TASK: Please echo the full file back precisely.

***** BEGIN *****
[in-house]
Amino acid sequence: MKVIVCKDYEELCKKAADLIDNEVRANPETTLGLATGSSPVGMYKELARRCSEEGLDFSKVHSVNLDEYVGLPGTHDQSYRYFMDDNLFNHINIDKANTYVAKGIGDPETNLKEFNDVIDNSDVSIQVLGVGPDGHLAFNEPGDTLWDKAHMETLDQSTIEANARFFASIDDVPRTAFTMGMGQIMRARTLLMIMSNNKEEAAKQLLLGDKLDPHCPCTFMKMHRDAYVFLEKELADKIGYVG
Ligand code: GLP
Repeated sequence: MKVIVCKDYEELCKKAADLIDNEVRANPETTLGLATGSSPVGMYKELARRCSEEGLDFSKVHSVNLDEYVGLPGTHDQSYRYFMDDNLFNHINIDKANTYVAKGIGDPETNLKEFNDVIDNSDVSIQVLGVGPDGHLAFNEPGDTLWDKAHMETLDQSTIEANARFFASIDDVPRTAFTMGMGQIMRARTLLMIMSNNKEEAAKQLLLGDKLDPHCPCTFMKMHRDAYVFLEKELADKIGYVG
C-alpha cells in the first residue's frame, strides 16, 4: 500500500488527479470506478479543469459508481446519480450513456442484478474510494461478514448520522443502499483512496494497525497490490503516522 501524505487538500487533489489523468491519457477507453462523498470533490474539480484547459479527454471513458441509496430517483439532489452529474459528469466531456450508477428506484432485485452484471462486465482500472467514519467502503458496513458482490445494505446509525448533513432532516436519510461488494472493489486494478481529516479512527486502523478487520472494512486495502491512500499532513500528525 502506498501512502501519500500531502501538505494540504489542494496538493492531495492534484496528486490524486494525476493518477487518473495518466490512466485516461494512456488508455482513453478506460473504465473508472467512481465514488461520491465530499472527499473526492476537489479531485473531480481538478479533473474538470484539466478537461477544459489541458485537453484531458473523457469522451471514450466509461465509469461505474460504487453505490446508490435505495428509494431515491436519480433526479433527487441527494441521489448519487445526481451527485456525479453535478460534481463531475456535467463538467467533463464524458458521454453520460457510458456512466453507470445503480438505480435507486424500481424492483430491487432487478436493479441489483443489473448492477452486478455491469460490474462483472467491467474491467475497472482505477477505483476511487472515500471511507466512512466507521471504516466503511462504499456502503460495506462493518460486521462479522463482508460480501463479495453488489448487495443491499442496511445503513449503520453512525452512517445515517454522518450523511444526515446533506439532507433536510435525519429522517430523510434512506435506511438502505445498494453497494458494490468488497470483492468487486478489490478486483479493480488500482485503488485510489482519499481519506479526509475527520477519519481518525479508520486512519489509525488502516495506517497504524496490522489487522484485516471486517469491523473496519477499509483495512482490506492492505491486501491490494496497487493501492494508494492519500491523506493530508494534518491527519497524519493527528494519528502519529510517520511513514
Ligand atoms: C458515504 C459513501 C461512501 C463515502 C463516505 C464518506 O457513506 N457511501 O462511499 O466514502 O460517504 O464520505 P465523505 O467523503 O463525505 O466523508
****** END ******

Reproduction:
[in-house]
Amino acid sequence: MKVIVCKDYEELCKKAADLIDNEVRANPETTLGLATGSSPVGMYKELARRCSEEGLDFSKVHSVNLDEYVGLPGTHDQSYRYFMDDNLFNHINIDKANTYVAKGIGDPETNLKEFNDVIDNSDVSIQVLGVGPDGHLAFNEPGDTLWDKAHMETLDQSTIEANARFFASIDDVPRTAFTMGMGQIMRARTLLMIMSNNKEEAAKQLLLGDKLDPHCPCTFMKMHRDAYVFLEKELADKIGYVG
Ligand code: GLP
Repeated sequence: MKVIVCKDYEELCKKAADLIDNEVRANPETTLGLATGSSPVGMYKELARRCSEEGLDFSKVHSVNLDEYVGLPGTHDQSYRYFMDDNLFNHINIDKANTYVAKGIGDPETNLKEFNDVIDNSDVSIQVLGVGPDGHLAFNEPGDTLWDKAHMETLDQSTIEANARFFASIDDVPRTAFTMGMGQIMRARTLLMIMSNNKEEAAKQLLLGDKLDPHCPCTFMKMHRDAYVFLEKELADKIGYVG
C-alpha cells in the first residue's frame, strides 16, 4: 500500500488527479470506478479543469459508481446519480450513456442484478474510494461478514448520522443502499483512496494497525497490490503516522 501524505487538500487533489489523468491519457477507453462523498470533490474539480484547459479527454471513458441509496430517483439532489452529474459528469466531456450508477428506484432485485452484471462486465482500472467514519467502503458496513458482490445494505446509525448533513432532516436519510461488494472493489486494478481529516479512527486502523478487520472494512486495502491512500499532513500528525 502506498501512502501519500500531502501538505494540504489542494496538493492531495492534484496528486490524486494525476493518477487518473495518466490512466485516461494512456488508455482513453478506460473504465473508472467512481465514488461520491465530499472527499473526492476537489479531485473531480481538478479533473474538470484539466478537461477544459489541458485537453484531458473523457469522451471514450466509461465509469461505474460504487453505490446508490435505495428509494431515491436519480433526479433527487441527494441521489448519487445526481451527485456525479453535478460534481463531475456535467463538467467533463464524458458521454453520460457510458456512466453507470445503480438505480435507486424500481424492483430491487432487478436493479441489483443489473448492477452486478455491469460490474462483472467491467474491467475497472482505477477505483476511487472515500471511507466512512466507521471504516466503511462504499456502503460495506462493518460486521462479522463482508460480501463479495453488489448487495443491499442496511445503513449503520453512525452512517445515517454522518450523511444526515446533506439532507433536510435525519429522517430523510434512506435506511438502505445498494453497494458494490468488497470483492468487486478489490478486483479493480488500482485503488485510489482519499481519506479526509475527520477519519481518525479508520486512519489509525488502516495506517497504524496490522489487522484485516471486517469491523473496519477499509483495512482490506492492505491486501491490494496497487493501492494508494492519500491523506493530508494534518491527519497524519493527528494519528502519529510517520511513514
Ligand atoms: C458515504 C459513501 C461512501 C463515502 C463516505 C464518506 O457513506 N457511501 O462511499 O466514502 O460517504 O464520505 P465523505 O467523503 O463525505 O466523508